The Cloud Native Computing Foundation (CNCF) today announced it has graduated CoreDNS, an instance of a highly portable domain name system (DNS) server, to give this project equal standing alongside Kubernetes container engine, Prometheus container monitoring and Envoy service mesh projects.
Written in the Go programming language, CoreDNS is already the recommended DNS server employed in version 1.13 of Kubernetes. Francois Tur, engineering manager at Infoblox, a provider of DNS appliances and cloud services, and project maintainer for CoreDNS, says because CoreDNS is written in Go, it enabled the development team to eliminate cache poisoning issues that have enabled cybercriminals to divert network traffic to a malicious website.
The open source CoreDNS project was created in March 2016 by Miek Gieben, a site reliability engineer at Google, as an effort to create a generic DNS server that could talk to multiple backends, including etcd, Consul and Kubernetes. In 2017, CoreDNS later joined the Cloud Native Sandbox, and it became an incubating project in February 2018.
The CoreDNS team has also completed 12 releases in the past year. The project itself is based on plug-in architecture that has been employed to include 35 built-in plugins and support for 15 external plugins. As CoreDNS gains more traction, the number of external plugins written by third-party vendors should increase, says Tur.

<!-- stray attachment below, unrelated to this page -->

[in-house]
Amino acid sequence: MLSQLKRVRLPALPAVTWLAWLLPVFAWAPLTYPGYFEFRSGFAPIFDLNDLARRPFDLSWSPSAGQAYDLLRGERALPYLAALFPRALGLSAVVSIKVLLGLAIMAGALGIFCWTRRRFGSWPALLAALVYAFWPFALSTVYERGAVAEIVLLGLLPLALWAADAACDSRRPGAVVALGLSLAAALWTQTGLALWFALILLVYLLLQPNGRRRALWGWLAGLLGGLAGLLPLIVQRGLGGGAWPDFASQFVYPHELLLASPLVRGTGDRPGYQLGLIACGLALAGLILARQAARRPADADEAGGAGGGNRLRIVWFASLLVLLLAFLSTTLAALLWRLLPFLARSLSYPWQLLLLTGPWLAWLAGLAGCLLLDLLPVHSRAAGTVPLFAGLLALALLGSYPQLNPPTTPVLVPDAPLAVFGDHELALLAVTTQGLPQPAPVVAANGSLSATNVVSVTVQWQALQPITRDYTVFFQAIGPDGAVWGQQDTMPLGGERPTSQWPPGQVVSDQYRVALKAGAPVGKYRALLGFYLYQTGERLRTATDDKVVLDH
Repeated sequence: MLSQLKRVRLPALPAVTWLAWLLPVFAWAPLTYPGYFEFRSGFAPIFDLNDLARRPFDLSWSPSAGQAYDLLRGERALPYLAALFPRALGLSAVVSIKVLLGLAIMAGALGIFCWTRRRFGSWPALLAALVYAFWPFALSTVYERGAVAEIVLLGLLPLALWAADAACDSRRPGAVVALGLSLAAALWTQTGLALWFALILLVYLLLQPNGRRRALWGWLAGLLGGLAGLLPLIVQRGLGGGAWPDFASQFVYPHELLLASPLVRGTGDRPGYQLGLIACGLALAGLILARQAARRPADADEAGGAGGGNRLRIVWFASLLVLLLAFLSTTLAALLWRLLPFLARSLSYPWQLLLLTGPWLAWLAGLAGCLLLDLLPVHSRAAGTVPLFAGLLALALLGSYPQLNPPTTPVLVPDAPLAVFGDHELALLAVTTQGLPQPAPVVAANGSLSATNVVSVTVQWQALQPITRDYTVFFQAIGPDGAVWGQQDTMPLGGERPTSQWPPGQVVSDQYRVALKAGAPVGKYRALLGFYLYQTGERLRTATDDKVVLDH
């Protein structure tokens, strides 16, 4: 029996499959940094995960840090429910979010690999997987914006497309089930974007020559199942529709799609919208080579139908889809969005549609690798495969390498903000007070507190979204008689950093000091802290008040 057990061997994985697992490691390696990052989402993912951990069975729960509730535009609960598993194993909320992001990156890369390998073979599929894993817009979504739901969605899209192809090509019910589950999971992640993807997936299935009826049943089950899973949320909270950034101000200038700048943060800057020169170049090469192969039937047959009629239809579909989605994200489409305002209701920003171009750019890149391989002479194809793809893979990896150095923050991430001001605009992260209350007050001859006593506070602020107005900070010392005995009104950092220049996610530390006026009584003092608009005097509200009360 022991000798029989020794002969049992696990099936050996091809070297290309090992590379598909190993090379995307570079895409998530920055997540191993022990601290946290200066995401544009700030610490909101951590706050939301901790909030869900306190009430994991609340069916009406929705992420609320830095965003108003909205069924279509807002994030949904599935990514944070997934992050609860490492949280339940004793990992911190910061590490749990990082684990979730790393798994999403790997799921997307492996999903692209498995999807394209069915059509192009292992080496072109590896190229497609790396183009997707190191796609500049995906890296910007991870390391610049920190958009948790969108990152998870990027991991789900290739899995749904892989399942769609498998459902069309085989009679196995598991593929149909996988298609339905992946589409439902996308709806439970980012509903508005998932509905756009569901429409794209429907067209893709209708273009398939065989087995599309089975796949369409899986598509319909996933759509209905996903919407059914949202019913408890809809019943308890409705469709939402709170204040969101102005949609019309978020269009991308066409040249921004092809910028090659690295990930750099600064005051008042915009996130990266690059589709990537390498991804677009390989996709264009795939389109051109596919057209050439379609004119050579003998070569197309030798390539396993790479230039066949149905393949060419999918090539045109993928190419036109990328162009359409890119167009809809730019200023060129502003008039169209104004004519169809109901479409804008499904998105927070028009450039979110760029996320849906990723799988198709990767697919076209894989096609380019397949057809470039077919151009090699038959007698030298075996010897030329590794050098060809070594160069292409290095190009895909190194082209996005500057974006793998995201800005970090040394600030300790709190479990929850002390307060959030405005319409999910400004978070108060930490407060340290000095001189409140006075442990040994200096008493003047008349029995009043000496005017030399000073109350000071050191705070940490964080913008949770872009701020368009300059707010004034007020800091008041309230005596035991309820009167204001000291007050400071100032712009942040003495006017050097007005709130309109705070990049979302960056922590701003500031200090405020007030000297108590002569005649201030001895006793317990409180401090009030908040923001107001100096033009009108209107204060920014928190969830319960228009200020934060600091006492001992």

Today, the project has more than 100 contributors, 16 active maintainers and many organizations using it in production within and outside of Kubernetes—including Bose, Hellofresh, Skyscanner, SoundCloud, Trainline and Zalando.
Tur says the rate at which CoreDNS is maturing is moving faster than anticipated originally. Next up, the CoreDNS team plans to develop reservation reservoirs, external plugins for connecting to other DNS systems and the ability to apply controls to DNS queries to thwart brute-force attacks that attempt to take DNS servers offline by overloading them with queries. The controls would be able to apply policies, should it be determined those queries are being launched by a malicious website, he says.
Longer term, he adds, the CoreDNS teams plans to investigate the ability to employ machine learning algorithms to identify, for example, websites launching malicious queries.
DNS was first employed in 1985. Today, the entire internet depends on traffic directions provided by a hierarchical database that translates domain names into the web addresses that computers can understand. The role DNS has played in, for example, helping to maintain cybersecurity is often underappreciated. But as cybercriminals have become more adept at exploiting DNS platforms based on legacy implementations, it’s clear there exists a need to modernize those implements. Less clear is the degree increased usage of CoreDNS within Kubernetes environments will spur additional adoption of CoreDNS on other platforms. But, from a cybersecurity perspective at least, it’s apparent that when it comes to legacy DNS platforms there is much room for improvement. The challenge may be getting everyone to agree how much performance can be sacrificed to achieve that cybersecurity goal.